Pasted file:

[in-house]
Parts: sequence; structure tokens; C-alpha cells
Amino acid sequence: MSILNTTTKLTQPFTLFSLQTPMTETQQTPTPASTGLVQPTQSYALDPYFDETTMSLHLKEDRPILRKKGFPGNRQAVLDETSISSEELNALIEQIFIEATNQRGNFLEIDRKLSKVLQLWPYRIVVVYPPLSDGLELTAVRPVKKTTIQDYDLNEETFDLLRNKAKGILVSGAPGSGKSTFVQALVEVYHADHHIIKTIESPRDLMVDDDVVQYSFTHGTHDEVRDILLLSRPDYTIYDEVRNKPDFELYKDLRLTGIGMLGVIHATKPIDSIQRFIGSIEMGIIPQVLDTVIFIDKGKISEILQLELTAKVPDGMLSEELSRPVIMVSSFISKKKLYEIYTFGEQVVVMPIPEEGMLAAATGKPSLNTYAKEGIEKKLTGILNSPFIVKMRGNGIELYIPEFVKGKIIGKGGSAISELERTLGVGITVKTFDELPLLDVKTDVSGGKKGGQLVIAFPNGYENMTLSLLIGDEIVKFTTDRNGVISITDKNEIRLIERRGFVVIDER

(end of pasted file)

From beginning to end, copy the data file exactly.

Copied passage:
[in-house]
Parts: sequence; structure tokens; C-alpha cells
Amino acid sequence: MSILNTTTKLTQPFTLFSLQTPMTETQQTPTPASTGLVQPTQSYALDPYFDETTMSLHLKEDRPILRKKGFPGNRQAVLDETSISSEELNALIEQIFIEATNQRGNFLEIDRKLSKVLQLWPYRIVVVYPPLSDGLELTAVRPVKKTTIQDYDLNEETFDLLRNKAKGILVSGAPGSGKSTFVQALVEVYHADHHIIKTIESPRDLMVDDDVVQYSFTHGTHDEVRDILLLSRPDYTIYDEVRNKPDFELYKDLRLTGIGMLGVIHATKPIDSIQRFIGSIEMGIIPQVLDTVIFIDKGKISEILQLELTAKVPDGMLSEELSRPVIMVSSFISKKKLYEIYTFGEQVVVMPIPEEGMLAAATGKPSLNTYAKEGIEKKLTGILNSPFIVKMRGNGIELYIPEFVKGKIIGKGGSAISELERTLGVGITVKTFDELPLLDVKTDVSGGKKGGQLVIAFPNGYENMTLSLLIGDEIVKFTTDRNGVISITDKNEIRLIERRGFVVIDER